18. Ulramar
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    Ulramar Contributing Member Contributor

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    My villain tries to hold together a totalitarianistic government controlling a nation of magical casters while being attacked by multiple assailants.
     
  19. peachalulu
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    peachalulu Contributing Member Reviewer Contributor

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    I don't have a lot of villains in my stories. My characters are usually their own worst enemy. But whenever I pick a role for a bad guy - bad cop, bad preacher, bad corporate manager - I don't like to have him stand out as though he is the embodiment or representative of that faction, belief, job. It feels a bit slanderous so I like contrast. For every bad cop there's a good cop, for every bad preacher there's a good preacher.
     
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  20. thewordsmith
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    thewordsmith Contributing Member Contributor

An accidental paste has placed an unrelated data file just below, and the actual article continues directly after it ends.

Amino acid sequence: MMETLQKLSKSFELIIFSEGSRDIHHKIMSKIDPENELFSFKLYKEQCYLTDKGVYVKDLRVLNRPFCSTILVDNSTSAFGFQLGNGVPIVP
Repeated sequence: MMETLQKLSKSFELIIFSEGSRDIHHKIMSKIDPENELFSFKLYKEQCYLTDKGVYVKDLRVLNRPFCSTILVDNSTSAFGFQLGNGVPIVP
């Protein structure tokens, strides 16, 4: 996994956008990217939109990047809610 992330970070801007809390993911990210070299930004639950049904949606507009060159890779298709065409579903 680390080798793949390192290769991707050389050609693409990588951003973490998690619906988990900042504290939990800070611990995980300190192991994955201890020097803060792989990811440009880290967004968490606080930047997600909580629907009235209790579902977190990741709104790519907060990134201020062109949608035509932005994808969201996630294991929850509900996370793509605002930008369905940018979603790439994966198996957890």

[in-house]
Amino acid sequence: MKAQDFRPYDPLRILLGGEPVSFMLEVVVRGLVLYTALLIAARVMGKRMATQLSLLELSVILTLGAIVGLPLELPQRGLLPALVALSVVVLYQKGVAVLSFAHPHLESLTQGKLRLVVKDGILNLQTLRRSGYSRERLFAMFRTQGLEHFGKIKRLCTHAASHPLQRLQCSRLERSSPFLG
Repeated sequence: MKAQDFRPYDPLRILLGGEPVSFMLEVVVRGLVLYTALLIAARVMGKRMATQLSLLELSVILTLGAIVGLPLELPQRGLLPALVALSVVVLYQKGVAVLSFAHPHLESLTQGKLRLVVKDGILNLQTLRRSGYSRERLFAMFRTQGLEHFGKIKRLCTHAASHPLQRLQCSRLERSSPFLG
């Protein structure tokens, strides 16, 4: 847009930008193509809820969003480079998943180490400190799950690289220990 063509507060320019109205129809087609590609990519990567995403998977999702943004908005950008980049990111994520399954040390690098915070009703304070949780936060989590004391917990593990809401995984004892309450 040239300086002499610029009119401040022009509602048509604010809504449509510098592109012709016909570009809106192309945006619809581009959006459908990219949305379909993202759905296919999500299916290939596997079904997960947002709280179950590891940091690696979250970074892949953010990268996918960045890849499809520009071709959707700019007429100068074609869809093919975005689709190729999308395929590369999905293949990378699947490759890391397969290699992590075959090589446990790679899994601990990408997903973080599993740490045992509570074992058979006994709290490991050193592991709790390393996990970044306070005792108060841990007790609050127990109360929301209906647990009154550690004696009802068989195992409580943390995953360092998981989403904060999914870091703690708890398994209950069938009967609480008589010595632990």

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    Urban fantasy: He works for the U.S. Federal government. (Kind of redundant?)

    2d part of your question:
    He's just a greedy person who sees an avenue of opportunity. His position in government allows him the opportunity to discover this 'ultimate villainy' but it is really distinctly apart from his gov't work.

    And he likes to kill people and he likes the comforts of money.
     
    Last edited: Jul 30, 2014
  21. Sheriff Woody
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    Sheriff Woody Active Member

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    Deals drugs.
     
  22. Catrin Lewis
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    Catrin Lewis Contributing Member Contributor